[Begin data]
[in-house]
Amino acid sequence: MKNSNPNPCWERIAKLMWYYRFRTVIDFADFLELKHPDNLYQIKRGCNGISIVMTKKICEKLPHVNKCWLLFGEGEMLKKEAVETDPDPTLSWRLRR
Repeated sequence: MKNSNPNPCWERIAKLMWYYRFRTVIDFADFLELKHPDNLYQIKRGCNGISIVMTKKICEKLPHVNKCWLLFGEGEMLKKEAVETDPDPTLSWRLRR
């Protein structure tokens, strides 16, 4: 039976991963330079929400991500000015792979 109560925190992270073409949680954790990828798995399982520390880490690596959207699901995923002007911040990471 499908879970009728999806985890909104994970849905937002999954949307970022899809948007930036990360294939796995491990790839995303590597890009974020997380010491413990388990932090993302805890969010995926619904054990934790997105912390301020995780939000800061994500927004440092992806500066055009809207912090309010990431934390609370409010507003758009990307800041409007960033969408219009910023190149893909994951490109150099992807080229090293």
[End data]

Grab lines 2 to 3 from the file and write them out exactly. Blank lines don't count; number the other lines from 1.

Amino acid sequence: MKNSNPNPCWERIAKLMWYYRFRTVIDFADFLELKHPDNLYQIKRGCNGISIVMTKKICEKLPHVNKCWLLFGEGEMLKKEAVETDPDPTLSWRLRR
Repeated sequence: MKNSNPNPCWERIAKLMWYYRFRTVIDFADFLELKHPDNLYQIKRGCNGISIVMTKKICEKLPHVNKCWLLFGEGEMLKKEAVETDPDPTLSWRLRR